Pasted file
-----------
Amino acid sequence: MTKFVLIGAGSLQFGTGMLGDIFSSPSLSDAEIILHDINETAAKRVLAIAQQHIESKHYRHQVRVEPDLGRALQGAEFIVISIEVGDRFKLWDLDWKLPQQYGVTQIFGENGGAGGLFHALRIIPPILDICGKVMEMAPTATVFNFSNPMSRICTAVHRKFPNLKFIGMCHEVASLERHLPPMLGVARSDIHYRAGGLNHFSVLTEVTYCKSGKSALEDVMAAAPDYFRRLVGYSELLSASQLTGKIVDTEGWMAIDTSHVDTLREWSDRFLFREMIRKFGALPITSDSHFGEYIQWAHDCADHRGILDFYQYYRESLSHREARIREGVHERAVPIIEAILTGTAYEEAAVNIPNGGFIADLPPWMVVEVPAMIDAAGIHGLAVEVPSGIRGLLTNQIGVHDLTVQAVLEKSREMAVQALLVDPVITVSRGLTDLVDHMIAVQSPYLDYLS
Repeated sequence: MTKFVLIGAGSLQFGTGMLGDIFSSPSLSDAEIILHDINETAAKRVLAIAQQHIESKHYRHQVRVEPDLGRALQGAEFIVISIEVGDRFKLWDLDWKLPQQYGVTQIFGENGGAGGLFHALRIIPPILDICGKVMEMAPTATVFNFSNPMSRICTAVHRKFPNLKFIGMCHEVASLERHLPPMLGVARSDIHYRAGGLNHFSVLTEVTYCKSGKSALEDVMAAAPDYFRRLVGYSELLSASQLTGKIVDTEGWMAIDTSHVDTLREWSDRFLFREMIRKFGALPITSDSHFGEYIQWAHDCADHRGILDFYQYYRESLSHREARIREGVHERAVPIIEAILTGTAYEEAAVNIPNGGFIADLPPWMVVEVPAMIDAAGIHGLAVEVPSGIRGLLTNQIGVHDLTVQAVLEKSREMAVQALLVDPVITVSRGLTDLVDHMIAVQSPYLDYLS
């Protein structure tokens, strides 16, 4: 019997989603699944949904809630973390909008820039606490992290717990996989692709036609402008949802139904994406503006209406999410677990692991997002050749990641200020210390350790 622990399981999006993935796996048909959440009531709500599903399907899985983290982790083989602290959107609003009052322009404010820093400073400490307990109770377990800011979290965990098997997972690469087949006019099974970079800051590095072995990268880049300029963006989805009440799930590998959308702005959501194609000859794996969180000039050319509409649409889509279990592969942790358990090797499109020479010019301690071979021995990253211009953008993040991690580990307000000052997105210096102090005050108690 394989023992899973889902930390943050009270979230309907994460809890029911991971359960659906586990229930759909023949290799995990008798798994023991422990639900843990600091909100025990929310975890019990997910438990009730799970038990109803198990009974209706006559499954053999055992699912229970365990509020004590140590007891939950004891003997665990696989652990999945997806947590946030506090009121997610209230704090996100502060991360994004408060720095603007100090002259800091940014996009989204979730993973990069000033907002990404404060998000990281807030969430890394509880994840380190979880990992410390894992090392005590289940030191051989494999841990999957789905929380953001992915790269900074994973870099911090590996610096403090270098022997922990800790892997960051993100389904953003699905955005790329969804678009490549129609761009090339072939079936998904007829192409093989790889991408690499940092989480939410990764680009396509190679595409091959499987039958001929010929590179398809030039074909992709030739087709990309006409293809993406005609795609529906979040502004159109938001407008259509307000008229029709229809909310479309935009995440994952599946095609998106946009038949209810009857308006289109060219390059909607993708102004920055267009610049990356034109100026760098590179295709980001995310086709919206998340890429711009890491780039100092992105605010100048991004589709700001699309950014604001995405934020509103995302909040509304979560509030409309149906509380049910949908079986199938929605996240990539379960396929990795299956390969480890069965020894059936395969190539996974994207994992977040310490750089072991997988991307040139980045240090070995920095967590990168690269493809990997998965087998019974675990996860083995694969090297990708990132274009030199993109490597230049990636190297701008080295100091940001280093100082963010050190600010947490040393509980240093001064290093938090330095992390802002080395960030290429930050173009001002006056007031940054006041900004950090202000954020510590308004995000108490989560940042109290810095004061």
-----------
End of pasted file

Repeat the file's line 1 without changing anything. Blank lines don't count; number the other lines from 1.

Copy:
Amino acid sequence: MTKFVLIGAGSLQFGTGMLGDIFSSPSLSDAEIILHDINETAAKRVLAIAQQHIESKHYRHQVRVEPDLGRALQGAEFIVISIEVGDRFKLWDLDWKLPQQYGVTQIFGENGGAGGLFHALRIIPPILDICGKVMEMAPTATVFNFSNPMSRICTAVHRKFPNLKFIGMCHEVASLERHLPPMLGVARSDIHYRAGGLNHFSVLTEVTYCKSGKSALEDVMAAAPDYFRRLVGYSELLSASQLTGKIVDTEGWMAIDTSHVDTLREWSDRFLFREMIRKFGALPITSDSHFGEYIQWAHDCADHRGILDFYQYYRESLSHREARIREGVHERAVPIIEAILTGTAYEEAAVNIPNGGFIADLPPWMVVEVPAMIDAAGIHGLAVEVPSGIRGLLTNQIGVHDLTVQAVLEKSREMAVQALLVDPVITVSRGLTDLVDHMIAVQSPYLDYLS